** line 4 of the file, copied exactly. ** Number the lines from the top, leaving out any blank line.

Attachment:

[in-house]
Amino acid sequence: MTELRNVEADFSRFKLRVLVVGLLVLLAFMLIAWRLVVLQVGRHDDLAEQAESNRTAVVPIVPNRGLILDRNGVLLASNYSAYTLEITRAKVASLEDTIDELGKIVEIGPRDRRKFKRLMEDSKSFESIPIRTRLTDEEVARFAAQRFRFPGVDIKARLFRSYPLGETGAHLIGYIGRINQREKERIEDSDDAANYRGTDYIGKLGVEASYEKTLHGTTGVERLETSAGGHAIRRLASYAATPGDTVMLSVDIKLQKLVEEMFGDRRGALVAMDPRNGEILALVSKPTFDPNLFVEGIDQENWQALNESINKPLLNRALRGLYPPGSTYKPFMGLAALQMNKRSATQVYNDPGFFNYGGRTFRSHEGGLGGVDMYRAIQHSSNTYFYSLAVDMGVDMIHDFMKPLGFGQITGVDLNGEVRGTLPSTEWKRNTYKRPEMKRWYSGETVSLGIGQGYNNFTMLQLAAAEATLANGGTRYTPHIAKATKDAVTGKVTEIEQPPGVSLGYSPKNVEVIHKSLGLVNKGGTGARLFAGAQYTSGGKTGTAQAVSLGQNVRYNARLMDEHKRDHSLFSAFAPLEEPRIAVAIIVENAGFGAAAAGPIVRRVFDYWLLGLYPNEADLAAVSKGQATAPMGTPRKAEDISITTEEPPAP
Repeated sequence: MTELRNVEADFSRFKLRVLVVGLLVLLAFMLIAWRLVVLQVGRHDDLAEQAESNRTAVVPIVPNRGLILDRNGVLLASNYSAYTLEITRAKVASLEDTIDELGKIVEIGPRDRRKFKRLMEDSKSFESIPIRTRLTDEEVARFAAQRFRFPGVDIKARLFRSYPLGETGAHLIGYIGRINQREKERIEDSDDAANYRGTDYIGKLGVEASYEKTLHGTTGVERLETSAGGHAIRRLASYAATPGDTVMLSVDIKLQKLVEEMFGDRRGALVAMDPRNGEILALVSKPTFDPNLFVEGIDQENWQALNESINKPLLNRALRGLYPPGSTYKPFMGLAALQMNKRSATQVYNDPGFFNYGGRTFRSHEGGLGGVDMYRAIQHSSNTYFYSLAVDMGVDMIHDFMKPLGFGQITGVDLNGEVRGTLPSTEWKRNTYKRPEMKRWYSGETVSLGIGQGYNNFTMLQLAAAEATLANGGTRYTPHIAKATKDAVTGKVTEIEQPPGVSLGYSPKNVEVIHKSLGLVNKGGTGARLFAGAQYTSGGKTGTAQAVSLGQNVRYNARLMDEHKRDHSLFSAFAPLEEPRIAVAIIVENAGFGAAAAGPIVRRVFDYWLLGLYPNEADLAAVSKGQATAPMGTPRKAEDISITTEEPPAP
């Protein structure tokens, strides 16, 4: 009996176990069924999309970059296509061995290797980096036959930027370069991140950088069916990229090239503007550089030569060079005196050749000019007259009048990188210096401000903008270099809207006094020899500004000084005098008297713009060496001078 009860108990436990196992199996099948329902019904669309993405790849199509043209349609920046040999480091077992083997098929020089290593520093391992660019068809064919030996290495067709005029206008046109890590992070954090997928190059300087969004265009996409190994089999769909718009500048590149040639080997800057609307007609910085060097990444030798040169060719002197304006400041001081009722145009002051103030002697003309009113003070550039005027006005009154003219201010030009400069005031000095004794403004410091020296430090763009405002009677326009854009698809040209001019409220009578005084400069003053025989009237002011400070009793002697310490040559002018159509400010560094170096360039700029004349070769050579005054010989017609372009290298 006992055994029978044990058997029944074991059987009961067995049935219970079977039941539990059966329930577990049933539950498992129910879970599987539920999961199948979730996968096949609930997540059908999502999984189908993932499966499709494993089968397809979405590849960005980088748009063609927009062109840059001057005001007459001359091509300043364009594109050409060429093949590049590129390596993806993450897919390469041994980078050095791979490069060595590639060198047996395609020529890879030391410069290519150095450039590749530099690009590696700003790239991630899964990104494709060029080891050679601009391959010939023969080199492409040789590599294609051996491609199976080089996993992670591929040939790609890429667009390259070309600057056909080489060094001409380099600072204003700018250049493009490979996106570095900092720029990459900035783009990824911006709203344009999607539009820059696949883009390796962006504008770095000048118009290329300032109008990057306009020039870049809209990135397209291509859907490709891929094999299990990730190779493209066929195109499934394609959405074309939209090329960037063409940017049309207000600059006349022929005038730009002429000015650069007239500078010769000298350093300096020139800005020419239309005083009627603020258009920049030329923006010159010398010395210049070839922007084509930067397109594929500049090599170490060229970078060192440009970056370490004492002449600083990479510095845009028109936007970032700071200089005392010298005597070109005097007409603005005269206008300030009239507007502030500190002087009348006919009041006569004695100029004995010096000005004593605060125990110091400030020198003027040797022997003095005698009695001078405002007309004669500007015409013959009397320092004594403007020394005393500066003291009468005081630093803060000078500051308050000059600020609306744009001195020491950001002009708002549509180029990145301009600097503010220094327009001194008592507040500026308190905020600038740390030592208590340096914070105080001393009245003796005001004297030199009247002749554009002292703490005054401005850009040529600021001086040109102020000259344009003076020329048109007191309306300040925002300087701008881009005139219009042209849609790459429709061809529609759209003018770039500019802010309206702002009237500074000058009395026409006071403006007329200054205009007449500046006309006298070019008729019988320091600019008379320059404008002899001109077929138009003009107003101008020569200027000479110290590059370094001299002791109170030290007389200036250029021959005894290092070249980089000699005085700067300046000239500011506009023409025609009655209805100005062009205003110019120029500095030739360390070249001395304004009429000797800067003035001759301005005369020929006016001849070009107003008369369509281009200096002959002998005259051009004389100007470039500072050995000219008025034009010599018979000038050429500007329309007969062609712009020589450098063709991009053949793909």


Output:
């Protein structure tokens, strides 16, 4: 009996176990069924999309970059296509061995290797980096036959930027370069991140950088069916990229090239503007550089030569060079005196050749000019007259009048990188210096401000903008270099809207006094020899500004000084005098008297713009060496001078 009860108990436990196992199996099948329902019904669309993405790849199509043209349609920046040999480091077992083997098929020089290593520093391992660019068809064919030996290495067709005029206008046109890590992070954090997928190059300087969004265009996409190994089999769909718009500048590149040639080997800057609307007609910085060097990444030798040169060719002197304006400041001081009722145009002051103030002697003309009113003070550039005027006005009154003219201010030009400069005031000095004794403004410091020296430090763009405002009677326009854009698809040209001019409220009578005084400069003053025989009237002011400070009793002697310490040559002018159509400010560094170096360039700029004349070769050579005054010989017609372009290298 006992055994029978044990058997029944074991059987009961067995049935219970079977039941539990059966329930577990049933539950498992129910879970599987539920999961199948979730996968096949609930997540059908999502999984189908993932499966499709494993089968397809979405590849960005980088748009063609927009062109840059001057005001007459001359091509300043364009594109050409060429093949590049590129390596993806993450897919390469041994980078050095791979490069060595590639060198047996395609020529890879030391410069290519150095450039590749530099690009590696700003790239991630899964990104494709060029080891050679601009391959010939023969080199492409040789590599294609051996491609199976080089996993992670591929040939790609890429667009390259070309600057056909080489060094001409380099600072204003700018250049493009490979996106570095900092720029990459900035783009990824911006709203344009999607539009820059696949883009390796962006504008770095000048118009290329300032109008990057306009020039870049809209990135397209291509859907490709891929094999299990990730190779493209066929195109499934394609959405074309939209090329960037063409940017049309207000600059006349022929005038730009002429000015650069007239500078010769000298350093300096020139800005020419239309005083009627603020258009920049030329923006010159010398010395210049070839922007084509930067397109594929500049090599170490060229970078060192440009970056370490004492002449600083990479510095845009028109936007970032700071200089005392010298005597070109005097007409603005005269206008300030009239507007502030500190002087009348006919009041006569004695100029004995010096000005004593605060125990110091400030020198003027040797022997003095005698009695001078405002007309004669500007015409013959009397320092004594403007020394005393500066003291009468005081630093803060000078500051308050000059600020609306744009001195020491950001002009708002549509180029990145301009600097503010220094327009001194008592507040500026308190905020600038740390030592208590340096914070105080001393009245003796005001004297030199009247002749554009002292703490005054401005850009040529600021001086040109102020000259344009003076020329048109007191309306300040925002300087701008881009005139219009042209849609790459429709061809529609759209003018770039500019802010309206702002009237500074000058009395026409006071403006007329200054205009007449500046006309006298070019008729019988320091600019008379320059404008002899001109077929138009003009107003101008020569200027000479110290590059370094001299002791109170030290007389200036250029021959005894290092070249980089000699005085700067300046000239500011506009023409025609009655209805100005062009205003110019120029500095030739360390070249001395304004009429000797800067003035001759301005005369020929006016001849070009107003008369369509281009200096002959002998005259051009004389100007470039500072050995000219008025034009010599018979000038050429500007329309007969062609712009020589450098063709991009053949793909």